In the world many of us live in, it’s often easier and cheaper to buy food shipped half-way around the world than to find something produced naturally nearby. But, this is inherently unsustainable, putting extra pressure on a global industry crippled by drought, over-exploited land and general water scarcity, and leading to enormous implications for the crops we’re able to grow and the food we’re able to eat.
In response, similar to initiatives to recognise work to tackle drought and desertification, the United Nations has set aside one day a year—today, 18th June—to celebrate people championing a sustainable approach to gastronomy.
Global Shakers has selected 10 people working in the food industry that are actively committed to ensuring that the meals we eat not only avoid damaging the environment, but also help to build community and support local produce.
No to shipping over cheap products grown intensively in artificial environments; Yes to paying suppliers properly, eating seasonal products and eliminating the use of chemical sprays.
The list includes Eneko Atxa, the young, earring-clad chef from Spain’s Basque country who runs Azurmendi—widely considered one of the best and most sustainable restaurants in the world. Everything about the restaurant is designed to be kind to the environment: The building is made from recycled materials, it’s heated by geothermal power, the food is sourced and composted locally. Nothing is off limits—even the rainwater is reused!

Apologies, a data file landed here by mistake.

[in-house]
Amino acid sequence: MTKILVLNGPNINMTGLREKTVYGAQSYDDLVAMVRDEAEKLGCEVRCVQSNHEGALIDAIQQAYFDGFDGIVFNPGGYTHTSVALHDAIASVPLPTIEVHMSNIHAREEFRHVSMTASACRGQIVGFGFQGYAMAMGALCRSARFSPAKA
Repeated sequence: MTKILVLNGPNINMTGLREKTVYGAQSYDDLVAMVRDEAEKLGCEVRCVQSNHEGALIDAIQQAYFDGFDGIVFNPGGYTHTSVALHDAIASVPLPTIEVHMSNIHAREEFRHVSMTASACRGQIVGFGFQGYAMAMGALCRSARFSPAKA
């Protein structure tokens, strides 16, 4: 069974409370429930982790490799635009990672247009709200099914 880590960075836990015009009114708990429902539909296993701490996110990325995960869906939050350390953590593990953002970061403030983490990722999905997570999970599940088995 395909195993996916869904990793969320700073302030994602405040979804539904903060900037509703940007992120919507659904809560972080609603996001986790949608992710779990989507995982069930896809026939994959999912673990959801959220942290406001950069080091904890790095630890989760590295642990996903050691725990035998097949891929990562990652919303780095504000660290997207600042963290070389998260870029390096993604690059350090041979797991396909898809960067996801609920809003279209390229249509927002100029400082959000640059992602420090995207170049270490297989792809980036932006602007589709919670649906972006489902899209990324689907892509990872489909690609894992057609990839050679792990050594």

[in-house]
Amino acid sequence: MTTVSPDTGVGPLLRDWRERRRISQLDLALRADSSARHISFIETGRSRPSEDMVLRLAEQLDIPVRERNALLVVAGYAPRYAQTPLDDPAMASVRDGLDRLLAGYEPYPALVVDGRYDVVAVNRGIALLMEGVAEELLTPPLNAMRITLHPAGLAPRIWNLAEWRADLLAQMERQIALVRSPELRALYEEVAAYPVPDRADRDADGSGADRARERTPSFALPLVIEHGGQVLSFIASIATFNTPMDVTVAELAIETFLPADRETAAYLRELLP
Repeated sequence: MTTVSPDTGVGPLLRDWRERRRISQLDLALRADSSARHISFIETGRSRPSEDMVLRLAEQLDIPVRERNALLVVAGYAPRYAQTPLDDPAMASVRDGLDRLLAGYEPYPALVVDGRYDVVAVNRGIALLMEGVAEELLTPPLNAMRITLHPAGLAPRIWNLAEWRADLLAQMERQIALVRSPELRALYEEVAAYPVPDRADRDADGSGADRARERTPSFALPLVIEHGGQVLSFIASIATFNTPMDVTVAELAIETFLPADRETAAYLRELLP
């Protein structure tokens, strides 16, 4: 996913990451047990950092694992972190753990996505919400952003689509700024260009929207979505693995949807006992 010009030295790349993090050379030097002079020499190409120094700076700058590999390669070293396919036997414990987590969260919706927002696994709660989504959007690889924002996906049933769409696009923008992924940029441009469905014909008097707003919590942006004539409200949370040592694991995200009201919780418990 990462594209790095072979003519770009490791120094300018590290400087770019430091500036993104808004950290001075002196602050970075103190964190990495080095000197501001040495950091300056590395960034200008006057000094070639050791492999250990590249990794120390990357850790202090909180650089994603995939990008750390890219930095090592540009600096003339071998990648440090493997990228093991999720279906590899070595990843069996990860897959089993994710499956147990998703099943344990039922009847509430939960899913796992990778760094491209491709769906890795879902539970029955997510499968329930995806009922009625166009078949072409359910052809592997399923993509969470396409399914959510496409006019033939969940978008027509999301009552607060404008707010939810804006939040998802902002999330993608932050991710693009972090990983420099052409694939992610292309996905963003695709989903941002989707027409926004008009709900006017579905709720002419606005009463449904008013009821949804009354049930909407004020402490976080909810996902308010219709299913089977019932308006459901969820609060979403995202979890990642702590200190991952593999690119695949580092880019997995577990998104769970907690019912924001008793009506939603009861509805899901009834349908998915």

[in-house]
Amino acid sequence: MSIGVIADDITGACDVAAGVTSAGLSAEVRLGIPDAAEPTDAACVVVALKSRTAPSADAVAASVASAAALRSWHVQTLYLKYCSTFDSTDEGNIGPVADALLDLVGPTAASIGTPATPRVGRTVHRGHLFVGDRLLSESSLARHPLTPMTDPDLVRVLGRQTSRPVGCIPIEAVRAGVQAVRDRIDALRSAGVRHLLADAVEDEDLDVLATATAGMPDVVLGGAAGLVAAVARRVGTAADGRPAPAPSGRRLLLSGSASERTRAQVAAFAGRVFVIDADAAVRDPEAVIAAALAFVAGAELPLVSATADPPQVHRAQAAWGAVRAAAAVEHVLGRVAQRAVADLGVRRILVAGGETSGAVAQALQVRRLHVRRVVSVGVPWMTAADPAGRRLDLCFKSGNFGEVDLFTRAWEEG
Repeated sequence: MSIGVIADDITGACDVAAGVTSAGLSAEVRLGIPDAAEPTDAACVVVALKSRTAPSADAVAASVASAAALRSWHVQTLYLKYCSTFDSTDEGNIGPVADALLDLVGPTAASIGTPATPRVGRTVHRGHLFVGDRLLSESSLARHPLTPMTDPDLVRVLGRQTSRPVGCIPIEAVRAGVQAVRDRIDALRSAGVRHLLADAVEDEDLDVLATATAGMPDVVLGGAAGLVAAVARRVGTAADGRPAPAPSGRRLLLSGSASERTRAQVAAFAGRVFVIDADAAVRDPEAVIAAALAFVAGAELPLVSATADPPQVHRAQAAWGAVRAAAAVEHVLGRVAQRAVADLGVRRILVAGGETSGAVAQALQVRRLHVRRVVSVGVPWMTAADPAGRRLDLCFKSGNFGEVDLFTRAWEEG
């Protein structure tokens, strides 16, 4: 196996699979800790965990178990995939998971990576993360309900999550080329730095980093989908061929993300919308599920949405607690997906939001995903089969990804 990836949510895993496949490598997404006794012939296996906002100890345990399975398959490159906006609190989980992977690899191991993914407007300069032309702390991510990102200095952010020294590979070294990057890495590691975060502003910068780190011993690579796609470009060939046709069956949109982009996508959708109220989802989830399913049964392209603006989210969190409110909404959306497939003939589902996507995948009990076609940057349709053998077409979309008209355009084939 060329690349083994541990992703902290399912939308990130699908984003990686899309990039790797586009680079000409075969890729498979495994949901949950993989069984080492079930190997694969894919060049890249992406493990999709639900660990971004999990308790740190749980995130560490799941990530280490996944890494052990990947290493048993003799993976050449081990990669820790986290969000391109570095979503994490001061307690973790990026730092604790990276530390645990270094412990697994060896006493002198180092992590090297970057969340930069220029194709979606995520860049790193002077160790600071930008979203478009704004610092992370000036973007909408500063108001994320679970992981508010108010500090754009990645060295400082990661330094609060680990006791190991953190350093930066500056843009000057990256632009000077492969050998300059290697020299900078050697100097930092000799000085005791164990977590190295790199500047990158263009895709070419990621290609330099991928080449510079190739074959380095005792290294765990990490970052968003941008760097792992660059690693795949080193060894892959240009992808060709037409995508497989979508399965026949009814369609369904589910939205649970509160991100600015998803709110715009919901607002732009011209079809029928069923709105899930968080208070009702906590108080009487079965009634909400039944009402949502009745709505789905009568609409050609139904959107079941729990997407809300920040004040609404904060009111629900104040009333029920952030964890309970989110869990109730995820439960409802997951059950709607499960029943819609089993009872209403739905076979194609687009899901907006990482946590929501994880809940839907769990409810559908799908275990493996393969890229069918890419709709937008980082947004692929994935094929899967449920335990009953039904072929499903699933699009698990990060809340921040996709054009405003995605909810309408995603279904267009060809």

Organic gardening and sustainable cuisine champion Alice Waters set up a little restaurant, Chez Panisse, in 1971. The San Fran building has become a world-renowned institution, welcoming foodie pilgrimage after foodie pilgrimage. Through her restaurant work and as an outspoken advocate for sustainable food in schools, Waters has been granted numerous awards—including the Global Environmental Citizen Award, a prize she shared with the former Secretary General of the United Nations, Kofi Annan.
What about Yoshihiro Narisawa, the chef so in tune with the natural world that he’s earned two Michelin stars for pioneering dishes such as ‘Soil Soup’ and ‘Water Salad’? Or Virgilio Martínez, the chef behind the ‘most talked about dining experience’ in Latin America, hidden behind Inca ruins in the mists of the Andes Mountains? Or the graffiti-artist-turned-chef taking Paris by storm; the charismatic innovator providing “food without borders” in Australia; or the 22-year-old student bringing affordable vegan food to Brooklyn, New York?
Stay Free With…